We seek a Mendenhall Postdoctoral Fellow to assist with designing and evaluating a versatile surveillance system for landslide detection to support temporally dynamic landslide hazard assessments at regional scales using aerial or satellite remote sensing data. The successful candidate can leverage existing databases, such as landslide inventories, high-resolution satellite imagery, climate, vegetation, geology, rainfall, hydrology, and soils information to advance operational systems in a variety of climates and conditions. Primary data sources could include multispectral or hyperspectral imagery (e.g., Planet, Maxar, Landsat, MODIS, Sentinel-2, AVIRIS) and/or radar (e.g., Sentinel-1, ALOS-2, upcoming NISAR mission). Emphasis should also be placed on linking landslide occurrence information to satellite-derived and ground-calibrated measurements of the environmental conditions that contribute to landslide initiation, movement, and catastrophic failure. For example, quantifying the rate of temporal patterns of displacement of unstable slopes may allow for a better understanding of how slope stability conditions change over space and time due to climate variability and other transient environmental conditions. Finally, systematic analysis of measurement uncertainty, computational expenses, and person-hours must be considered in evaluating the applicability and sustainability of the approach for longer-term routine surveillance at regional scales.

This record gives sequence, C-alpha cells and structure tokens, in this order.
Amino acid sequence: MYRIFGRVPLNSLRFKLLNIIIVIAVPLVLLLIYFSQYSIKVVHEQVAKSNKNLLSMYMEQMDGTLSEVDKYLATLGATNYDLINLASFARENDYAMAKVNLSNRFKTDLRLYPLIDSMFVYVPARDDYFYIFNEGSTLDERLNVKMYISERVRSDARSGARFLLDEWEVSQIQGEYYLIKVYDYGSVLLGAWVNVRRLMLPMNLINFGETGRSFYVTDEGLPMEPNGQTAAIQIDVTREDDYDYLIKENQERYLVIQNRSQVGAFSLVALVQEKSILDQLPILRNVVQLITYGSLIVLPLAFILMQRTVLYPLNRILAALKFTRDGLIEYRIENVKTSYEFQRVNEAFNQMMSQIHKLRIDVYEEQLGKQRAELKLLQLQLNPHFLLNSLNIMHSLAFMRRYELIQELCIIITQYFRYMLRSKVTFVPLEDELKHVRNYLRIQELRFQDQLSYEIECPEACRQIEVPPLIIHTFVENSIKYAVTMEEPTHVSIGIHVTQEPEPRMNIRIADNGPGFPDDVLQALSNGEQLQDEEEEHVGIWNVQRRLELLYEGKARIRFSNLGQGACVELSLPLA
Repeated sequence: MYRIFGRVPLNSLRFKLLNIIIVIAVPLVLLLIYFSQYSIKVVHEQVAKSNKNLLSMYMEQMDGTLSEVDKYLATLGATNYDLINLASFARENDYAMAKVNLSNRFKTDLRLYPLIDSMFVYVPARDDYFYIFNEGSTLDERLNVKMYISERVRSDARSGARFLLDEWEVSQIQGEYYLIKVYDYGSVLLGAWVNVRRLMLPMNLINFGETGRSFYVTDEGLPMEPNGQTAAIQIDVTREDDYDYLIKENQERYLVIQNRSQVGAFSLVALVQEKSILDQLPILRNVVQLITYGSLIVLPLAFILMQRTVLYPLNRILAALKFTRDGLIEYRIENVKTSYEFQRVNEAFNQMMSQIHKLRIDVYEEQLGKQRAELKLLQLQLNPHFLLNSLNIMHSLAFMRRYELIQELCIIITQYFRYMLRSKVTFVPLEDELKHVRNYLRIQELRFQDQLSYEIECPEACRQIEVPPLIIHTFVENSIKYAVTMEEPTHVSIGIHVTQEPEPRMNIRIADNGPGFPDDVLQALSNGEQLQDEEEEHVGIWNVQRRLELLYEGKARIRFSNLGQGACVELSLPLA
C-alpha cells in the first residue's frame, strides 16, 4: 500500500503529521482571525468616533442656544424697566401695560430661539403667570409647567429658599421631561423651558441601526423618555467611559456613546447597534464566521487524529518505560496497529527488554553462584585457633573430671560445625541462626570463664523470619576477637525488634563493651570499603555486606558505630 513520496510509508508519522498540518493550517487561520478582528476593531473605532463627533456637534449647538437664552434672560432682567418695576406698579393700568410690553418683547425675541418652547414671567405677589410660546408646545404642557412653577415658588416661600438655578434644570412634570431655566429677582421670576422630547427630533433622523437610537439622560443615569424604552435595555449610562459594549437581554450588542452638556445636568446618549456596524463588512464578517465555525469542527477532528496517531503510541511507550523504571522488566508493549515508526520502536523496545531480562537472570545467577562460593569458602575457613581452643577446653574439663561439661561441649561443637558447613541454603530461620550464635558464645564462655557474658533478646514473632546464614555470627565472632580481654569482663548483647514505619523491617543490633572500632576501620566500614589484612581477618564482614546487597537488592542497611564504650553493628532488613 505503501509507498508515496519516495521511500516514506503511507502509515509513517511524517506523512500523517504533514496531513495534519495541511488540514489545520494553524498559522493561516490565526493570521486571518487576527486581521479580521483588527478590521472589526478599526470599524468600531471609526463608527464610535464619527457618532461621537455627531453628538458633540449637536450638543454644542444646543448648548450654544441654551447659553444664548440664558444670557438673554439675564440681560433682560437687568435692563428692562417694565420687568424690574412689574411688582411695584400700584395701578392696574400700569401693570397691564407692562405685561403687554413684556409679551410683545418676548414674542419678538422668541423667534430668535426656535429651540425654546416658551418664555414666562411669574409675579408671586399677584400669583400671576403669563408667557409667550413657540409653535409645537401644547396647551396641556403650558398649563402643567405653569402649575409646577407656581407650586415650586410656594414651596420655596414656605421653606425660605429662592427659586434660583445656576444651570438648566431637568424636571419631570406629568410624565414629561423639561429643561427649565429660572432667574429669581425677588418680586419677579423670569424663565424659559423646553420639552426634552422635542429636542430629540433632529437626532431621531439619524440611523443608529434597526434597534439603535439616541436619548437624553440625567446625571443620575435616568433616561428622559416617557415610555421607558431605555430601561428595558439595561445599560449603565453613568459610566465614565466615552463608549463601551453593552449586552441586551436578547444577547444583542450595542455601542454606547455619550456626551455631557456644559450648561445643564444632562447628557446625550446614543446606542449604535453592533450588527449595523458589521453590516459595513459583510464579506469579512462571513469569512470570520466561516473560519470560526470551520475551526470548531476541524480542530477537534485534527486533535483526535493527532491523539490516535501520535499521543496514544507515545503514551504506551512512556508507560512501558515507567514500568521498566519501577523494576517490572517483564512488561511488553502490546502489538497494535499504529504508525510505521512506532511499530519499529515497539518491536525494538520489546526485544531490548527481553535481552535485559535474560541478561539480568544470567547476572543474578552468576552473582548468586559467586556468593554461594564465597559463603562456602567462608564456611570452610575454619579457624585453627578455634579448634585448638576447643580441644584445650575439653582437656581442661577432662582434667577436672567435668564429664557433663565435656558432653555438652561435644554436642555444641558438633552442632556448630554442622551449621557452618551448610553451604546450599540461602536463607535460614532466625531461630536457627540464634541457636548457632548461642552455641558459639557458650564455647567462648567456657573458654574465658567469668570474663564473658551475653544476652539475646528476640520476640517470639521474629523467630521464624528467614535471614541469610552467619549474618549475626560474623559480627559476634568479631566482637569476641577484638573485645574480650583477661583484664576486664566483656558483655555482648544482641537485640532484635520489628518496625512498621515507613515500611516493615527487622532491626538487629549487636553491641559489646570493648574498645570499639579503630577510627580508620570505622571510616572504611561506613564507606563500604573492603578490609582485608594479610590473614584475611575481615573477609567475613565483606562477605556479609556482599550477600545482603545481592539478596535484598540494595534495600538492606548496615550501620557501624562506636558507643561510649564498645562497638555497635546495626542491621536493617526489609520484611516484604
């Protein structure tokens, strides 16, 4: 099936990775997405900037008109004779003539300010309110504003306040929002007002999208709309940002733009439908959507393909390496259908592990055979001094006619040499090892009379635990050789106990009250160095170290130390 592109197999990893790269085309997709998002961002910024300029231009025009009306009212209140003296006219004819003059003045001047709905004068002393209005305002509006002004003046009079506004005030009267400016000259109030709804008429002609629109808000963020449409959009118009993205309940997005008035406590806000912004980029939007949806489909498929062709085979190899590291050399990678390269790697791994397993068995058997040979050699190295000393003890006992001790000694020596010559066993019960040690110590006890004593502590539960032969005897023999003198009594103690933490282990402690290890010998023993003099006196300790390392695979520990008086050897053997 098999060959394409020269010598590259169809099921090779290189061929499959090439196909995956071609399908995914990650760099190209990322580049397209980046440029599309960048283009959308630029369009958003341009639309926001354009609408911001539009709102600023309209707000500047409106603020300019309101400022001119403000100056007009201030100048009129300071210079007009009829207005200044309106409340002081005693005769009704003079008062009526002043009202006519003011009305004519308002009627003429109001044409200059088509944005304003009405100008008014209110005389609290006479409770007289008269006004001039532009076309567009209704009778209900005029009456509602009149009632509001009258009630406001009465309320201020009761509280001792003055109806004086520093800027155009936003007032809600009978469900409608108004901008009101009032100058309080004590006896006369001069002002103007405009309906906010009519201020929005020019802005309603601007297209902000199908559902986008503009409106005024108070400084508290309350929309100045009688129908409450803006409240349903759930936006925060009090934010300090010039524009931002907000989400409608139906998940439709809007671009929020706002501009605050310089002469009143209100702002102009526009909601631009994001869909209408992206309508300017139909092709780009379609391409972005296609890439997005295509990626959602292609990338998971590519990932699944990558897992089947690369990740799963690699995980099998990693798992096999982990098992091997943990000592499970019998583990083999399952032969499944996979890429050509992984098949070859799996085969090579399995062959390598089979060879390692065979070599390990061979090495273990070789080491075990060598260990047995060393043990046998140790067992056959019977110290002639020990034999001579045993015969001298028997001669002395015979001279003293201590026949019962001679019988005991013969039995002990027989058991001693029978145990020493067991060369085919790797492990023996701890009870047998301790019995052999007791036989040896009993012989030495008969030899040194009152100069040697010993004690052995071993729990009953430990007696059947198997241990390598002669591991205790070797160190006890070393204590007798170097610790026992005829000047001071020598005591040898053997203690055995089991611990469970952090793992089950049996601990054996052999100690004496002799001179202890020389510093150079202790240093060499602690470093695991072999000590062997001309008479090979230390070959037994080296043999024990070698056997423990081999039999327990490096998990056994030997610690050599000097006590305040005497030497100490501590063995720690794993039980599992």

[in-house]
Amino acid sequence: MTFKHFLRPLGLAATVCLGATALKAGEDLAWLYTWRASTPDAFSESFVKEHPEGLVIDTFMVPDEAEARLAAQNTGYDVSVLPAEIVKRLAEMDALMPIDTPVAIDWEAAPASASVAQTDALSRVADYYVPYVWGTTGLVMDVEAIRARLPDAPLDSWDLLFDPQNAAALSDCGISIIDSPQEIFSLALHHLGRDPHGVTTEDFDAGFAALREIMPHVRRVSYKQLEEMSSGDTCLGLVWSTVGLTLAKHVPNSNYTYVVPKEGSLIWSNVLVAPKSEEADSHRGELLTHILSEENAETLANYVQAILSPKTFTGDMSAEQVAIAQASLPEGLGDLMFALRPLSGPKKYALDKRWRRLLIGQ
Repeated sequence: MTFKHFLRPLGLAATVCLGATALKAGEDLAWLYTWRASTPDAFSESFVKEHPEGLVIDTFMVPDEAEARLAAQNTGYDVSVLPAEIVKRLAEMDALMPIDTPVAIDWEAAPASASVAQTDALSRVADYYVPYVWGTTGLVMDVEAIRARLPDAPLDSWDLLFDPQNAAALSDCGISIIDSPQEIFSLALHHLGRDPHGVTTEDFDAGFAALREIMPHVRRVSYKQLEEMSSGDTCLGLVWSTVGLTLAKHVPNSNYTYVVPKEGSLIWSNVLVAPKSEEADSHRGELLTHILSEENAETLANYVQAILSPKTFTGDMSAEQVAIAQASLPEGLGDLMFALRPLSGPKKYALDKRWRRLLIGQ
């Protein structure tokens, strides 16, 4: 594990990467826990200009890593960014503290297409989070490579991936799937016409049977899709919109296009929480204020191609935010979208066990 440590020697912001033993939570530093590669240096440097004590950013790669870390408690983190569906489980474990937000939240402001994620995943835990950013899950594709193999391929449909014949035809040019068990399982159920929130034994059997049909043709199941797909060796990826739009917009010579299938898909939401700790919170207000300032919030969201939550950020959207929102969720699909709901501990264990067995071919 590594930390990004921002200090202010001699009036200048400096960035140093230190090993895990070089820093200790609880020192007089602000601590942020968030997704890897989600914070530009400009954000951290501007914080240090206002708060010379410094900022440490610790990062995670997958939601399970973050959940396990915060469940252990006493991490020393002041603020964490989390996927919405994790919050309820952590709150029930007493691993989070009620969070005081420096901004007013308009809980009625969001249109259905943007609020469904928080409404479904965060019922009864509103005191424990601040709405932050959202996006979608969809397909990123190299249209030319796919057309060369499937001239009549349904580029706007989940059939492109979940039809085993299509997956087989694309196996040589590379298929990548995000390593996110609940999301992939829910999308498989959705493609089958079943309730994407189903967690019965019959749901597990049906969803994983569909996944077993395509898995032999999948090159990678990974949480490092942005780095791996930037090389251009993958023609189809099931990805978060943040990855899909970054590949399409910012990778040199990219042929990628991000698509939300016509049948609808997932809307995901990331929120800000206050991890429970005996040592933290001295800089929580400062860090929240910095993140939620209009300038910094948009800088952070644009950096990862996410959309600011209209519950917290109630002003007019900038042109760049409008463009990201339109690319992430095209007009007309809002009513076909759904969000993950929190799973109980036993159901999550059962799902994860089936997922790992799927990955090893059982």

The fellowship research could, for example, work to advance previous methods for landslide detection and monitoring. Another possible area of research is improving processing pipelines that infer quantities required for hazard assessment from remote data streams (e.g., landslide magnitude or mobility from measurements of deformation). A final research area might evaluate the strengths and limitations of surveillance methodologies (e.g., what types of movement are reliably detected, what are the error characteristics of detected landslides). Some examples of questions motivating this research opportunity could include: 

  • How can regional-scale landslide change detection efficiency be improved?